Dr. Robin Downing puts pain behind her


Debilitating back pain meant putting her life on pause. Now she's backwith a lot to say about protecting pets in pain.

Dr. Robin Downing with a canine patient.Dr. Robin Downing is hard to track down-she's been busy defending a bioethics thesis in between speaking, writing and running her specialty practice near Boulder, Colorado. All this is remarkable in itself, but until last year, Dr. Downing was also dealing with bone-crushing spinal pain that made getting out of bed impossible. It's no wonder she's a staunch advocate for pets in pain.

No surgery at the dinner table

I started my very own practice straight out of veterinary school. I learned everything I could about small business management, and then a companion animal-oriented ambulatory practice. I was informed that I was not to perform surgery on our kitchen table-even in the mid-1980s that would have been inappropriate.

To the penthouse

My spouse, Sharon, and I actually live on the premises of our veterinary hospital. We call it the “penthouse”-never mind that it's only the second floor. But we really try to separate time at work from time at home. While it may sound like a tiny thing, the first thing I do at the end of the workday is change my clothes and embrace my “I am home” persona.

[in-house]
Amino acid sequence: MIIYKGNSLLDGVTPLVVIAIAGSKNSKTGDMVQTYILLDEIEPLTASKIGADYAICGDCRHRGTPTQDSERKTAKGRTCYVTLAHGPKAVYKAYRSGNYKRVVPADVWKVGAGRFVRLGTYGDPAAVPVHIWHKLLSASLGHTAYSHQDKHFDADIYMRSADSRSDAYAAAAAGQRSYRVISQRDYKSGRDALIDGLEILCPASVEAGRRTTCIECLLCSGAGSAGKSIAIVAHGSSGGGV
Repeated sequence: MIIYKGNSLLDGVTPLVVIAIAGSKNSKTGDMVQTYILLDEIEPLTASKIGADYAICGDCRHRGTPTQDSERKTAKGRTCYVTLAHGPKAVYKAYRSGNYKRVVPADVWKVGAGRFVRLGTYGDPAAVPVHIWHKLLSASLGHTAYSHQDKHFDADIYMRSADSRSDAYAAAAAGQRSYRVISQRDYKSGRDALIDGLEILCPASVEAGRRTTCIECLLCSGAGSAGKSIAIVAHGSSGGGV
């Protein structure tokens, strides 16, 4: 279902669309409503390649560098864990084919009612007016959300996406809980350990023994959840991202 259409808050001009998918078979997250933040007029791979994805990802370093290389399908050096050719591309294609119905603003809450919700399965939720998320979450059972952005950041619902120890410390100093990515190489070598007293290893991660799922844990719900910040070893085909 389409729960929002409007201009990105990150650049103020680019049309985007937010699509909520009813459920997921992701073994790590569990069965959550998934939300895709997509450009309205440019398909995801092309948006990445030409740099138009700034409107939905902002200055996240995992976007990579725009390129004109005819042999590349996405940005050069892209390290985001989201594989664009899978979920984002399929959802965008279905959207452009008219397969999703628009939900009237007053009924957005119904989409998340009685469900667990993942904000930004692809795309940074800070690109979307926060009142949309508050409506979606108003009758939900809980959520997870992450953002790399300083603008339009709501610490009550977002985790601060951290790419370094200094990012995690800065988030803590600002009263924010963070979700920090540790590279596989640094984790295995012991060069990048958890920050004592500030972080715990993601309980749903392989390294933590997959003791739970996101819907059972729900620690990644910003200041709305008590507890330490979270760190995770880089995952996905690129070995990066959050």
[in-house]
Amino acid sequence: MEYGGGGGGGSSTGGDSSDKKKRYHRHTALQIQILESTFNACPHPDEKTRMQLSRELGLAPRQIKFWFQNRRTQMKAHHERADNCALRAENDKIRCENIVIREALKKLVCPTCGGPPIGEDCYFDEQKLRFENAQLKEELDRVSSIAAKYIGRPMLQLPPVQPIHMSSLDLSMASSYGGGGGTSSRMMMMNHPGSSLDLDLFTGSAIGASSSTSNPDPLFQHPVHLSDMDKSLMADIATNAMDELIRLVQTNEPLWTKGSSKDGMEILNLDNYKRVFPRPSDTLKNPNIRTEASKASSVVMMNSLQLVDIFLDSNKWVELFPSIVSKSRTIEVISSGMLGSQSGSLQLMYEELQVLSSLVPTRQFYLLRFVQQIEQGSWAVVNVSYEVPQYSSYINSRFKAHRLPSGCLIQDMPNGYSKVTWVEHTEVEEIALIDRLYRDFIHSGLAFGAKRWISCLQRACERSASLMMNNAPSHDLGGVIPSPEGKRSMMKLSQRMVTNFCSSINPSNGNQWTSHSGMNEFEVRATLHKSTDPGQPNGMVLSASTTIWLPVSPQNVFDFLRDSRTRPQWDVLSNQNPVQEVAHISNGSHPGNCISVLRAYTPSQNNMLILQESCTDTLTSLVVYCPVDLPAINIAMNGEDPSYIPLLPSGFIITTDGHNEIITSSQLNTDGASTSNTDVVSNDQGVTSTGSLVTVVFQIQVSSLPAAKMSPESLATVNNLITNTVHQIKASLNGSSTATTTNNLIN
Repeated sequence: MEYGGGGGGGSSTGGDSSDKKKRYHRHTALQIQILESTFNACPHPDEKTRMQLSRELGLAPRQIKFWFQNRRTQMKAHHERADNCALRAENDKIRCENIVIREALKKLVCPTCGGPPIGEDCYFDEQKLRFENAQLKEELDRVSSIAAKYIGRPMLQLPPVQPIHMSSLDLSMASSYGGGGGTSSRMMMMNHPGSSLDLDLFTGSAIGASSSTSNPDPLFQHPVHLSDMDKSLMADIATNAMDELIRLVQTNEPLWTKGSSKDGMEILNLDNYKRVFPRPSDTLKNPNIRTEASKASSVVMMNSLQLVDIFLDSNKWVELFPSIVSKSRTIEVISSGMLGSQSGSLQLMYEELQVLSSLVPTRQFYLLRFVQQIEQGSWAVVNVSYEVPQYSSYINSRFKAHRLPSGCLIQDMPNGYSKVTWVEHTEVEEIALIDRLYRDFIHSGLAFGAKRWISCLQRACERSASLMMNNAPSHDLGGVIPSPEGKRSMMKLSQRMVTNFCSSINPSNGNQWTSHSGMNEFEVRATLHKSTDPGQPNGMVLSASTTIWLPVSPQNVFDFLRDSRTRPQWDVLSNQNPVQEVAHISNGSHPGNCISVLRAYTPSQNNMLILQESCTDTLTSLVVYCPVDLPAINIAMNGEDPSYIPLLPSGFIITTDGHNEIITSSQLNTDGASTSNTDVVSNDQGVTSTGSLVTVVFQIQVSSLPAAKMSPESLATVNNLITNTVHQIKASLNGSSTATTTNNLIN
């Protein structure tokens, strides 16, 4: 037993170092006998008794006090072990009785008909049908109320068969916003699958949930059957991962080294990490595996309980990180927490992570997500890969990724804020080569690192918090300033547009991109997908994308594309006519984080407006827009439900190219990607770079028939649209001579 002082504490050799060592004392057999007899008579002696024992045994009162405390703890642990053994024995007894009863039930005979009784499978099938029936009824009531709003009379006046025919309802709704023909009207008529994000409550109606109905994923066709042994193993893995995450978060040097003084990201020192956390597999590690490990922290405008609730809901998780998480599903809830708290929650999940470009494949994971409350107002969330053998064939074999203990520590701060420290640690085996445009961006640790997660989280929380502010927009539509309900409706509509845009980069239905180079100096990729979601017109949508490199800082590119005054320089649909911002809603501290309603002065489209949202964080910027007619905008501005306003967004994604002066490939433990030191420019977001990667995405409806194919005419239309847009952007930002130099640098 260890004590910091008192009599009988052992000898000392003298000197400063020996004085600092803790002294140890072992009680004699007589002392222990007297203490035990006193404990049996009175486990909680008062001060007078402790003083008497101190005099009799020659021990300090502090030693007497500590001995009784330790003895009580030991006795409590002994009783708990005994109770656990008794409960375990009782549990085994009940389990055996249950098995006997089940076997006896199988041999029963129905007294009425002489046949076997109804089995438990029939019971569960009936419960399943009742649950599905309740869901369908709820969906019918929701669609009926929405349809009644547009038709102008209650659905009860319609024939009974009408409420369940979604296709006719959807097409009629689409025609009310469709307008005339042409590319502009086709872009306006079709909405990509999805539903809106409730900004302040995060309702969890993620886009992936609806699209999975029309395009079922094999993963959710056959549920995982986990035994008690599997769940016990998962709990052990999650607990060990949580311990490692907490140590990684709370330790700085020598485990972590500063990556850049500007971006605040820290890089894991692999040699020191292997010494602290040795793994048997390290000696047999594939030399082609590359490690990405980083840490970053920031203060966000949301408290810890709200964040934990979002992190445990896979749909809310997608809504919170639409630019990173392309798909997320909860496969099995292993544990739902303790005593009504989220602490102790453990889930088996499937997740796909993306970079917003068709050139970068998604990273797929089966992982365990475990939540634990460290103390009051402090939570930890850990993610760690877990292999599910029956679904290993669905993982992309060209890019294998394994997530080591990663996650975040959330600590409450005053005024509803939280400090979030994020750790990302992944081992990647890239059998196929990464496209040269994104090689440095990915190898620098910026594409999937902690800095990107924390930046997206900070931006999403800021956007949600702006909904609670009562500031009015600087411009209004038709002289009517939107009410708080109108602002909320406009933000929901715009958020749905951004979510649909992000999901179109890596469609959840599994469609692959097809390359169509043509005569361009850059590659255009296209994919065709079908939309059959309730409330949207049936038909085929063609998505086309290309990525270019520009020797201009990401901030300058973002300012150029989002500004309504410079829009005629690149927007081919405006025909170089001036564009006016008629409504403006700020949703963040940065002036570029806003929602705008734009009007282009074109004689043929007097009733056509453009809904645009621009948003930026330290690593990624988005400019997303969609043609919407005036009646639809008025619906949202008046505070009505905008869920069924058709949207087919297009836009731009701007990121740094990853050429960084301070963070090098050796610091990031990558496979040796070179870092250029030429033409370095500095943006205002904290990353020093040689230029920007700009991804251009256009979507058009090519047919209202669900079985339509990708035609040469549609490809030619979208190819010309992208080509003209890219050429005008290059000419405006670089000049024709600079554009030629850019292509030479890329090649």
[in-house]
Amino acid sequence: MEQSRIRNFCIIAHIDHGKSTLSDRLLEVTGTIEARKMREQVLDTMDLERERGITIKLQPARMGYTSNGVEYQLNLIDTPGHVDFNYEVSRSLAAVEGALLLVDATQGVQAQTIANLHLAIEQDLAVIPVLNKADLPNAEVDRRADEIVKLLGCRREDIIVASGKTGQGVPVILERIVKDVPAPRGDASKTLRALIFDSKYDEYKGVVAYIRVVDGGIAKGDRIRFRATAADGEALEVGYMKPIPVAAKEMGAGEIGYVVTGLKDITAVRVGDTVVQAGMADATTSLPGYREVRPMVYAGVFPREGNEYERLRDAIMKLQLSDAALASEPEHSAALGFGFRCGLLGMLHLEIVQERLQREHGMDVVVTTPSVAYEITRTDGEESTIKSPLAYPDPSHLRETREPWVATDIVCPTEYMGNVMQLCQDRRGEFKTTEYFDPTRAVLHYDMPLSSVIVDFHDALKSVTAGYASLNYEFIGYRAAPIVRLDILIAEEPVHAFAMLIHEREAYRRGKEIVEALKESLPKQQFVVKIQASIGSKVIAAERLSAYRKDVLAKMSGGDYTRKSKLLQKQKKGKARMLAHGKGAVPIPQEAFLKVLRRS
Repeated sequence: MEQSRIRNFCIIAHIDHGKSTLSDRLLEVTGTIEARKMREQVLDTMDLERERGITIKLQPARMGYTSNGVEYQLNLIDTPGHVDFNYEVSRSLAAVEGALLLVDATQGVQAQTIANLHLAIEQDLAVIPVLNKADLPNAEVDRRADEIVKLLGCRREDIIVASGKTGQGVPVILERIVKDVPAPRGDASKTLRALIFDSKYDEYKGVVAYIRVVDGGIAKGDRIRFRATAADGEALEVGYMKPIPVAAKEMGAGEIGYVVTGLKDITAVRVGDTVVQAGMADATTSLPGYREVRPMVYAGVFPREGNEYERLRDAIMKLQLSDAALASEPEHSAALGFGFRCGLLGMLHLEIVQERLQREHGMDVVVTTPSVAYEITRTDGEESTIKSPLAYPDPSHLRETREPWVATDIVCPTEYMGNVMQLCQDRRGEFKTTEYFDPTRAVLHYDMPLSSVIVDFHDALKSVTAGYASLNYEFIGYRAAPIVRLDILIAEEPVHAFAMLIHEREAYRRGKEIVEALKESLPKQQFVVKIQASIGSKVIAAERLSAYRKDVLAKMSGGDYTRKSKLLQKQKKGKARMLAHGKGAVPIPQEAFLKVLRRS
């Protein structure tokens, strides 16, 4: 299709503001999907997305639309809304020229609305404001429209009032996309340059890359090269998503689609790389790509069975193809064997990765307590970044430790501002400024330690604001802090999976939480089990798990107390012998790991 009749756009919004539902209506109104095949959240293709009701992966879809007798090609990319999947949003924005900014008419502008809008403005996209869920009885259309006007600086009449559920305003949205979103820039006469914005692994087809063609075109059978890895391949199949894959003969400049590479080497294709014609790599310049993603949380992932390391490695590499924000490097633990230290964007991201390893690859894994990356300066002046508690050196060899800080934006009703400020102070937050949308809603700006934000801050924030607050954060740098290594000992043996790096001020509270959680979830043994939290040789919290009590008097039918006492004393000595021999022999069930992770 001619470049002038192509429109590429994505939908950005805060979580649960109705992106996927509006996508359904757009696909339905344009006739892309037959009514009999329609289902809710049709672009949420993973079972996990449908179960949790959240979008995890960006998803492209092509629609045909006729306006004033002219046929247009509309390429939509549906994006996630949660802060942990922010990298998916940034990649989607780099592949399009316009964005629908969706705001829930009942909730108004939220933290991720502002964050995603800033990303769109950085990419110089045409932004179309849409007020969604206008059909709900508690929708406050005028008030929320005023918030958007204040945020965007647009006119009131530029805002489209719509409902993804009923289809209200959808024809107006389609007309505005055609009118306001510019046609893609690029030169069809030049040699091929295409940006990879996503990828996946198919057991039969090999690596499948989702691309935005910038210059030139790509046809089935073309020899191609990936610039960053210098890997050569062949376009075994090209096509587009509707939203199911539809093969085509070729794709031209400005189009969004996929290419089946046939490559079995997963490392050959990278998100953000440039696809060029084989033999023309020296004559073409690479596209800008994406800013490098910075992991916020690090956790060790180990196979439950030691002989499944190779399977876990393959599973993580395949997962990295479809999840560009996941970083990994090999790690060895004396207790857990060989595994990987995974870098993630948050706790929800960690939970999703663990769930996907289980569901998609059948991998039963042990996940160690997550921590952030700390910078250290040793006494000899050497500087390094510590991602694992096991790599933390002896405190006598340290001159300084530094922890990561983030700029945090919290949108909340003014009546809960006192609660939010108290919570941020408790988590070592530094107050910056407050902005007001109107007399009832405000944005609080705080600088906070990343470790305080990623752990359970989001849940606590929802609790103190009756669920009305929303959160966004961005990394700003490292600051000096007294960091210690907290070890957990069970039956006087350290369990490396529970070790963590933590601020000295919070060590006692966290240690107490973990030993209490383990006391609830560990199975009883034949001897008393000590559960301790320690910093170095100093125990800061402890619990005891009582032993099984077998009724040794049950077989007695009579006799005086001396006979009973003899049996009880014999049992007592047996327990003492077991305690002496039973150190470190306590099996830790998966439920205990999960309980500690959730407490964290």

Sick or well

Sick pet visits are often more mentally challenging, and thus more interesting, than well pet visits. I certainly don't enjoy seeing a pet suffering in any way, but problem-solving is one of the most satisfying activities I can think of. Solving the problem of why the pet is in front of me, and what is going on with them, really puts me and my team totally on our game. Not knowing what's going on is so very stressful for pet parents. Sometimes just knowing what is going on, even if the news isn't good, is better than uncertainty. It opens the door to plan for what comes next. And follow-ups are the most important service we can provide. Every single patient needs and deserves to have the next visit booked before that client leaves.  

Tell us something neat ... ?

I train with a Masters swimming team (which just means you've "aged out" of NCAA). While I'm in the "old, slow, chubby, middle-aged lady" lane, the next lane in the pool is occupied by the really fast folks, one of whom is Susan von der Lippe, a three-time Olympian. She's an inspiration!

Wow! That IS neat. Find more brilliance from Dr. Downing here and be sure to catch her at CVC San Diego. Yay! Welcome back, Dr. Downing.

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